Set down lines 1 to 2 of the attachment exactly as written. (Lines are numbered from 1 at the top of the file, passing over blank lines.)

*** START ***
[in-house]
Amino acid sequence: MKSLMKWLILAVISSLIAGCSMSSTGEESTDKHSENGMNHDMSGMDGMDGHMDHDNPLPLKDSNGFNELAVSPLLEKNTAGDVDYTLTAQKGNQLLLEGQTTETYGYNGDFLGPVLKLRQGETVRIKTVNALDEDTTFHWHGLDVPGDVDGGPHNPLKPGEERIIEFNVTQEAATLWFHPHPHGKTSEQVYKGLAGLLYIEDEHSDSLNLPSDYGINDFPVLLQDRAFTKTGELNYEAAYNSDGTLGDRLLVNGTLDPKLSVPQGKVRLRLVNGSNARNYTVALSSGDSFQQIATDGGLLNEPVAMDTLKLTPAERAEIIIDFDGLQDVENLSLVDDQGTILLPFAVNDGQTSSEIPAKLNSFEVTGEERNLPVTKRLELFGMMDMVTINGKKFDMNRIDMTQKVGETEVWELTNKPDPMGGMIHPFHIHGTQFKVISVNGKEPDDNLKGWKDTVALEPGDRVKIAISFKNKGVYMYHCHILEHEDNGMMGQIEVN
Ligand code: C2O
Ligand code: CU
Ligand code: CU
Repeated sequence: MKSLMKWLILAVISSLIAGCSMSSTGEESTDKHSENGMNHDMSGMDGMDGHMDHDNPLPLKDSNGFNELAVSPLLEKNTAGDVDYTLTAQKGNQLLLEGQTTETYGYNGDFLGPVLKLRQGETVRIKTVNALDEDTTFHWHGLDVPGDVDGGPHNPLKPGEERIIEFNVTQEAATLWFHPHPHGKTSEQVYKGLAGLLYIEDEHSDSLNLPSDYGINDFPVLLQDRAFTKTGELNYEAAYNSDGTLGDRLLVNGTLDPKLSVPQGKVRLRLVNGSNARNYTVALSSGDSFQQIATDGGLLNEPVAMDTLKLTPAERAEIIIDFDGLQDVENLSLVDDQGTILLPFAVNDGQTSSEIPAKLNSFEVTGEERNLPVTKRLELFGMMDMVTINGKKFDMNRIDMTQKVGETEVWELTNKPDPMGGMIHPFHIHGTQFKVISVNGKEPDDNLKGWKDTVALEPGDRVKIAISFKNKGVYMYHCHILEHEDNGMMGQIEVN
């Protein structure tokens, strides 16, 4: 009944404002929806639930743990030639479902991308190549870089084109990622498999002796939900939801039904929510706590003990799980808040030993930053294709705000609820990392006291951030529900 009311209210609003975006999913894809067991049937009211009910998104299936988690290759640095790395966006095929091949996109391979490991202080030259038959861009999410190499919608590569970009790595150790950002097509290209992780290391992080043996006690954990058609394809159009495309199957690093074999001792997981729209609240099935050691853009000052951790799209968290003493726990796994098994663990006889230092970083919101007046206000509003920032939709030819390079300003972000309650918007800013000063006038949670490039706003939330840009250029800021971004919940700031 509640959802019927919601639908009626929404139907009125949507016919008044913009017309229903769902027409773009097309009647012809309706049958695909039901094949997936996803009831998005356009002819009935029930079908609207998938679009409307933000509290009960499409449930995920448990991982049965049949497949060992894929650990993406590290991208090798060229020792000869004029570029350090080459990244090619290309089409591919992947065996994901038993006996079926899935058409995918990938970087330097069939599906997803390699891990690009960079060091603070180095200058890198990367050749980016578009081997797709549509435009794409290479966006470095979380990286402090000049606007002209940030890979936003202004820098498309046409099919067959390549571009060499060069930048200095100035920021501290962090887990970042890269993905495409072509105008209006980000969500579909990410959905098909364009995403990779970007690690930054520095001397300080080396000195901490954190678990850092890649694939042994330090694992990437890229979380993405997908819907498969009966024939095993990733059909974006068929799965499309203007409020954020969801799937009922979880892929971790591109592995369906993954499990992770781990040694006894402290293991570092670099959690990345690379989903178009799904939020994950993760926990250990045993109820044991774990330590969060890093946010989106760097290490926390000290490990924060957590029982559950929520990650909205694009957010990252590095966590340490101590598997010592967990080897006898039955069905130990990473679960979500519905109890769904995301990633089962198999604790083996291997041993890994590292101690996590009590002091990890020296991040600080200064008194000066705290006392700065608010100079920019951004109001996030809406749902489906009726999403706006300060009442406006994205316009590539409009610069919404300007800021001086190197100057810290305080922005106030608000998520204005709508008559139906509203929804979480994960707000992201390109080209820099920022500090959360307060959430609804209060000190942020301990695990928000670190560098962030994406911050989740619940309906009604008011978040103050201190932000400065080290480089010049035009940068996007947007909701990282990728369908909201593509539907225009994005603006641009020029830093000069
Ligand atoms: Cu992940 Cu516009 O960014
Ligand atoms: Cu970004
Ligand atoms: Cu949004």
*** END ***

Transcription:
[in-house]
Amino acid sequence: MKSLMKWLILAVISSLIAGCSMSSTGEESTDKHSENGMNHDMSGMDGMDGHMDHDNPLPLKDSNGFNELAVSPLLEKNTAGDVDYTLTAQKGNQLLLEGQTTETYGYNGDFLGPVLKLRQGETVRIKTVNALDEDTTFHWHGLDVPGDVDGGPHNPLKPGEERIIEFNVTQEAATLWFHPHPHGKTSEQVYKGLAGLLYIEDEHSDSLNLPSDYGINDFPVLLQDRAFTKTGELNYEAAYNSDGTLGDRLLVNGTLDPKLSVPQGKVRLRLVNGSNARNYTVALSSGDSFQQIATDGGLLNEPVAMDTLKLTPAERAEIIIDFDGLQDVENLSLVDDQGTILLPFAVNDGQTSSEIPAKLNSFEVTGEERNLPVTKRLELFGMMDMVTINGKKFDMNRIDMTQKVGETEVWELTNKPDPMGGMIHPFHIHGTQFKVISVNGKEPDDNLKGWKDTVALEPGDRVKIAISFKNKGVYMYHCHILEHEDNGMMGQIEVN